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dc.contributor.authorMcloughlin, Michael
dc.contributor.authorIngram, Simon
dc.contributor.authorRendell, Luke Edward
dc.contributor.authorLamoni, Luca Ubaldo
dc.contributor.authorKirke, Alexis
dc.contributor.authorGarland, Ellen Clare
dc.contributor.authorNoad, Michael
dc.contributor.authorMiranda, Eduardo
dc.contributor.editorGroßmann, Rolf
dc.contributor.editorHajdu, Georg
dc.date.accessioned2016-11-10T10:30:29Z
dc.date.available2016-11-10T10:30:29Z
dc.date.issued2016-08-31
dc.identifier.citationMcloughlin , M , Ingram , S , Rendell , L E , Lamoni , L U , Kirke , A , Garland , E C , Noad , M & Miranda , E 2016 , Adapting a computational multi agent model for humpback whale song research for use as a tool for algorithmic composition . in R Großmann & G Hajdu (eds) , Proceedings SMC 2016 . Proceedings of the SMC Conferences , Hochschule für Musik und Theater Hamburg , pp. 274-280 , 13th Sound and Music Computing Conference and Summer School , Hamburg , Germany , 31/08/16 .en
dc.identifier.citationconferenceen
dc.identifier.isbn9783000537004
dc.identifier.issn2518-3672
dc.identifier.otherPURE: 247542422
dc.identifier.otherPURE UUID: 66f77a04-6920-4c73-b465-1140aa421e93
dc.identifier.otherORCID: /0000-0002-8240-1267/work/49580210
dc.identifier.urihttp://hdl.handle.net/10023/9795
dc.description.abstractHumpback whales (Megaptera Novaengliae) present one of the most complex displays of cultural transmission amongst non-humans. During breeding seasons, male humpback whales create long, hierarchical songs, which are shared amongst a population. Every male in the population conforms to the same song in a population. During the breeding season these songs slowly change and the song at the end of the breeding season is significantly different from the song heard at the start of the breeding season. The song of a population can also be replaced, if a new song from a different population is introduced.This is known as song revolution. Our research focuses on building computational multi agent models, which seek to recreate these phenomena observed in the wild.Our research relies on methods inspired by computational multi agent models for the evolution of music. This interdisciplinary approach has allowed us to adapt our model so that it may be used not only as a scientific tool, but also a creative tool for algorithmic composition. This paper discusses the model in detail, and then demonstrates how it may be adapted for use as an algorithmic composition tool.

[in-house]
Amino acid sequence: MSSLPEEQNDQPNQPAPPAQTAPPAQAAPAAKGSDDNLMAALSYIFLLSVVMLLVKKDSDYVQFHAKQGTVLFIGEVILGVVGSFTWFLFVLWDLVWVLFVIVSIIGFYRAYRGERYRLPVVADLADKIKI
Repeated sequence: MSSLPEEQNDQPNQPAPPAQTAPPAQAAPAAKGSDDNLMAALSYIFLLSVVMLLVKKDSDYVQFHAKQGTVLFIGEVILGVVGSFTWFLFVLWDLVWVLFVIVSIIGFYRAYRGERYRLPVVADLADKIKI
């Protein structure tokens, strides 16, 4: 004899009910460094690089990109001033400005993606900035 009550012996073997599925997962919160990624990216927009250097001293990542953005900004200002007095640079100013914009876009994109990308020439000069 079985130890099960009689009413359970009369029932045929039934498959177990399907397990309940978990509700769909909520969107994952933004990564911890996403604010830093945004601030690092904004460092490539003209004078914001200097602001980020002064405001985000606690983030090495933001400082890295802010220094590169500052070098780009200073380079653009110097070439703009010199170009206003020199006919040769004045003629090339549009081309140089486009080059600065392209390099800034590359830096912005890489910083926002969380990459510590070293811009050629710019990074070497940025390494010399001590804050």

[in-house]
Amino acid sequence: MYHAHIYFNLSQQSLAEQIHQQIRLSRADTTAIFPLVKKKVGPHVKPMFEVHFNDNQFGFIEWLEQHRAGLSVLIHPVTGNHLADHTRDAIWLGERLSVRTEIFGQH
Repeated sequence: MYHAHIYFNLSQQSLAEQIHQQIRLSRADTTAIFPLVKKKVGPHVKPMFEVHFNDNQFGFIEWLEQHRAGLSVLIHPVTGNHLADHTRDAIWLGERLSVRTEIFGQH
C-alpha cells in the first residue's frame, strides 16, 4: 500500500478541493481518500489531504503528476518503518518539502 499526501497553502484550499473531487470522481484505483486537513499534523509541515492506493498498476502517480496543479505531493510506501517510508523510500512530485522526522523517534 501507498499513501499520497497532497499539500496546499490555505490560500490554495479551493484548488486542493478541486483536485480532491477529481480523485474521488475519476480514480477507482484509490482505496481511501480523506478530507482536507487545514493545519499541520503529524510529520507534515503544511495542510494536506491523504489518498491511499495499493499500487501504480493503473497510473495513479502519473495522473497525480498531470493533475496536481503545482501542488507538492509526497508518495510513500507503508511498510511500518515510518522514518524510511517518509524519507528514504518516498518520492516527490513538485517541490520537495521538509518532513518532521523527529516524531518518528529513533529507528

dc.language.isoeng
dc.publisherHochschule für Musik und Theater Hamburg
dc.relation.ispartofProceedings SMC 2016en
dc.relation.ispartofseriesProceedings of the SMC Conferencesen
dc.rightsCopyright: © 2016 First author et al. This is an open-access article distributed under the terms of the Creative Commons Attribution License 3.0 Unported, which permits unrestricted use, distribution, and reproduction in any medium, provided the original author and source are credited.en
dc.subjectQA75 Electronic computers. Computer scienceen
dc.subjectQH301 Biologyen
dc.subject.lccQA75en
dc.subject.lccQH301en
dc.titleAdapting a computational multi agent model for humpback whale song research for use as a tool for algorithmic compositionen
dc.typeConference itemen
dc.description.versionPublisher PDFen
dc.contributor.institutionUniversity of St Andrews.School of Biologyen
dc.contributor.institutionUniversity of St Andrews.Centre for Social Learning & Cognitive Evolutionen
dc.contributor.institutionUniversity of St Andrews.Sea Mammal Research Uniten
dc.contributor.institutionUniversity of St Andrews.Marine Alliance for Science & Technology Scotlanden
dc.contributor.institutionUniversity of St Andrews.Bioacoustics groupen
dc.contributor.institutionUniversity of St Andrews.Centre for Biological Diversityen
dc.identifier.urlhttp://quintetnet.hfmt-hamburg.de/SMC2016/wp-content/uploads/2016/09/SMC2016_proceedings_final.pdf


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